Here are a few symptoms that may be associated with elevated estrogen levels: [7]

  • Irregular periods
  • Very light or heavy periods
  • Dense breast tissue

In addition, having high estrogen levels in the body may lead to certain conditions, such as: [10]

  • Ovarian cancer
  • Breast cancer
  • Uterine cancer
  • Adrenal gland tumors
  • Endometriosis
  • Insulin resistance
  • Polycystic ovarian syndrome (PCOS)

Since some of these conditions can be quite serious, it’s important to diagnose and treat estrogen dominance sooner than later.

Possible causes of high estrogen levels

If you have higher-than-normal estrogen levels, the body may produce too much estrogen on its own. Other times, the body may struggle to break down and remove excess estrogen.

Elevated estrogen hormone levels may also be caused by: [7]

  • Taking certain medications, such as hormonal contraceptives or HRT
  • Being overweight
  • Experiencing excess stress
  • Drinking too much alcohol
  • Having liver issues
  • Being exposed to synthetic xenoestrogens, such as bisphenol A (BPA) and phthalates

If you suspect that you have elevated estrogen levels, an at-home hormone test can help you find out. If your hormone test results come back and hormones are out of balance, you can pursue treatment with your healthcare provider.

Everlywell: Test your estrogen levels at home today

Hormone testing is an important factor for many reasons. The estrogen hormone, specifically, is closely connected to many aspects of health. If levels are out of balance, taking an at-home test can help you gain the insight you need and treat any accompanying symptoms. Balancing hormone levels can also help reduce the risk of developing serious conditions, such as infertility, osteoporosis, or cancer.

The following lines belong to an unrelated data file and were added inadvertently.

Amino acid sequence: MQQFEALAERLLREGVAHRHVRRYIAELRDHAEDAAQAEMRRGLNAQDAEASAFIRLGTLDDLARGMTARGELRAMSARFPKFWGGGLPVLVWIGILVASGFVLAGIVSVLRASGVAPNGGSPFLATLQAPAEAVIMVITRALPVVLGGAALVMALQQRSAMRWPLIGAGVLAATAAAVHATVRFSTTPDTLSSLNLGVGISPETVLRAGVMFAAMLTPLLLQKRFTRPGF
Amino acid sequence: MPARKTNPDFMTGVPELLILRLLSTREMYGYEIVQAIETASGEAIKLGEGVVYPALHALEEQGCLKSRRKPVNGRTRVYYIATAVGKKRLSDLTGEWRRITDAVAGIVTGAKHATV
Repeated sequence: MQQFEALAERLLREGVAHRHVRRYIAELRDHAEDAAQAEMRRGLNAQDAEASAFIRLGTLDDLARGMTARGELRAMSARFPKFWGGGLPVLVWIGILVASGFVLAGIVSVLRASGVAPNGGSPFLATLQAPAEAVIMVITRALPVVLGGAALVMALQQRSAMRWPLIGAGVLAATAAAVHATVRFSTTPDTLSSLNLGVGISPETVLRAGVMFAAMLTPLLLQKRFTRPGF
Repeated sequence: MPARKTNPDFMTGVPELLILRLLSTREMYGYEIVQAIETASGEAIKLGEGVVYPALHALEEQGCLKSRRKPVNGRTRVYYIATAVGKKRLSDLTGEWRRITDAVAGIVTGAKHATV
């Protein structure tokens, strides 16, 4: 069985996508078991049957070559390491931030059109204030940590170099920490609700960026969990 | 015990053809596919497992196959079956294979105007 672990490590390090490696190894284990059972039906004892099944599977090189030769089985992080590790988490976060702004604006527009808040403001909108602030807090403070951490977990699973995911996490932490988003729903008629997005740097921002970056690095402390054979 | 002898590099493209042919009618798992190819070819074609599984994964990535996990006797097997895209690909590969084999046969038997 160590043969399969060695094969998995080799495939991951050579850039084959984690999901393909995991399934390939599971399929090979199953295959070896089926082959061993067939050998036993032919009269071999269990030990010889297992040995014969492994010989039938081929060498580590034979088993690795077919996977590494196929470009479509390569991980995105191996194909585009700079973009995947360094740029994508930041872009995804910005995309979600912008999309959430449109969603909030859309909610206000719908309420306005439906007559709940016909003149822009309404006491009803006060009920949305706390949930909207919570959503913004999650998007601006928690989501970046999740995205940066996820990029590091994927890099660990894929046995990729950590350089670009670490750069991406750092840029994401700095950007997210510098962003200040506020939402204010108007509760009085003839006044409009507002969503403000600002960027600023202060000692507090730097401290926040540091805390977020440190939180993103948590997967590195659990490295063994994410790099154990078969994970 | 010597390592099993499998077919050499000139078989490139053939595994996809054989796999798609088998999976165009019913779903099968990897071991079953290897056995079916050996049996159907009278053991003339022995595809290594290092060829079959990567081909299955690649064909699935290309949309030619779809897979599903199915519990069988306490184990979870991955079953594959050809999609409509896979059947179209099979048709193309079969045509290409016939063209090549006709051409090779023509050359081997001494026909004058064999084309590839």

If you want to pursue better hormonal health, the Everlywell at-home Women's Fertility Test can help. This test checks estrogen levels, as well as levels of:

  • Luteinizing hormone
  • Follicle-stimulating hormone
  • Thyroid-stimulating hormone
  • Total testosterone

Are you ready to take your hormonal health into your own hands? Order your Everlywell Women’s Fertility Test today.

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References

  1. Cleveland Clinic. Estrogen. URL. Accessed August 17, 2022.
  2. MedlinePlus. Estrogen Levels Test. URL. Accessed August 17, 2022.
  3. NIH. The Normal Menstrual Cycle and the Control of Ovulation. URL. Accessed August 17, 2022.
  4. NIH. What Is Menopause? URL. Accessed August 17, 2022.
  5. MedlinePlus. Hormone Replacement Therapy. URL. Accessed August 17, 2022.
  6. Cleveland Clinic. Low Estrogen. URL. Accessed August 17, 2022.
  7. Cleveland Clinic. High Estrogen. URL. Accessed August 17, 2022.
  8. NIH. Physiology, Progesterone. URL. Accessed August 17, 2022.
  9. Cleveland Clinic. Estrogen-Dependent Cancers. URL. Accessed August 17, 2022.
  10. U.S. Department of Veterans Affairs. Estrogen Dominance. URL. Accessed August 17, 2022.